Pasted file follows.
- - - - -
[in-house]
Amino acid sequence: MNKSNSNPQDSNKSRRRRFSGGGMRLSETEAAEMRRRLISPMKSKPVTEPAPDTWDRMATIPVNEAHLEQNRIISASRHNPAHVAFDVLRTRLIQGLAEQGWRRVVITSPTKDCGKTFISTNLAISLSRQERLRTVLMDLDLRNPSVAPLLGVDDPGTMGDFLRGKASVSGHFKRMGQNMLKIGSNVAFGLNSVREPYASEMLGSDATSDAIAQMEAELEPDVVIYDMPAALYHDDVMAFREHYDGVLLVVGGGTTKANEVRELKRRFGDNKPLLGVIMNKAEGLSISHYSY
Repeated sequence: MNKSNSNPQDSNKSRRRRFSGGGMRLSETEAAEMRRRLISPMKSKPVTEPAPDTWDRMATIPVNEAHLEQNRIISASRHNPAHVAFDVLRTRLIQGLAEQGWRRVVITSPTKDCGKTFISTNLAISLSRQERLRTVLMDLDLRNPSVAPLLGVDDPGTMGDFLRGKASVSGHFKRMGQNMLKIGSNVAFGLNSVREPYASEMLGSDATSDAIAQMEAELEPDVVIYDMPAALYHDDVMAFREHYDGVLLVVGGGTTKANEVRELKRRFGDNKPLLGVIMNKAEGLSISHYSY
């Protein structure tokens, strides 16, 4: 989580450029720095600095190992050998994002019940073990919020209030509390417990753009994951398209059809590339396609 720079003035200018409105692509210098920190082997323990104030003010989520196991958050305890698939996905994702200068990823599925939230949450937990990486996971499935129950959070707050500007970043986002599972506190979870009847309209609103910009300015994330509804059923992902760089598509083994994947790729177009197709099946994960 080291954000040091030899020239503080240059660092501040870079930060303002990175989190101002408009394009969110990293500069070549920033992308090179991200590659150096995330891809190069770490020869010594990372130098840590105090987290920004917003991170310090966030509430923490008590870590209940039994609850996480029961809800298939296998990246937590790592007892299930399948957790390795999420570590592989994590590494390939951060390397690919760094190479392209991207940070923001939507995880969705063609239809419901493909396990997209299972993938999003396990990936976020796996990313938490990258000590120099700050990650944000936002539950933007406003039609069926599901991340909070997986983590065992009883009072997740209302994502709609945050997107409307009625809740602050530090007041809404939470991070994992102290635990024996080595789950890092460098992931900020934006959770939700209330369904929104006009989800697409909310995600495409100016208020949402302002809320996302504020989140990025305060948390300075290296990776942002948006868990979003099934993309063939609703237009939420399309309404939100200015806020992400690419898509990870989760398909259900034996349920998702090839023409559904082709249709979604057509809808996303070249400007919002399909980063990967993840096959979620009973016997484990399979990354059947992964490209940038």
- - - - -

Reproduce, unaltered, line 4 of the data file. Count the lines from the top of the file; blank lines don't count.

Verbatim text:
């Protein structure tokens, strides 16, 4: 989580450029720095600095190992050998994002019940073990919020209030509390417990753009994951398209059809590339396609 720079003035200018409105692509210098920190082997323990104030003010989520196991958050305890698939996905994702200068990823599925939230949450937990990486996971499935129950959070707050500007970043986002599972506190979870009847309209609103910009300015994330509804059923992902760089598509083994994947790729177009197709099946994960 080291954000040091030899020239503080240059660092501040870079930060303002990175989190101002408009394009969110990293500069070549920033992308090179991200590659150096995330891809190069770490020869010594990372130098840590105090987290920004917003991170310090966030509430923490008590870590209940039994609850996480029961809800298939296998990246937590790592007892299930399948957790390795999420570590592989994590590494390939951060390397690919760094190479392209991207940070923001939507995880969705063609239809419901493909396990997209299972993938999003396990990936976020796996990313938490990258000590120099700050990650944000936002539950933007406003039609069926599901991340909070997986983590065992009883009072997740209302994502709609945050997107409307009625809740602050530090007041809404939470991070994992102290635990024996080595789950890092460098992931900020934006959770939700209330369904929104006009989800697409909310995600495409100016208020949402302002809320996302504020989140990025305060948390300075290296990776942002948006868990979003099934993309063939609703237009939420399309309404939100200015806020992400690419898509990870989760398909259900034996349920998702090839023409559904082709249709979604057509809808996303070249400007919002399909980063990967993840096959979620009973016997484990399979990354059947992964490209940038």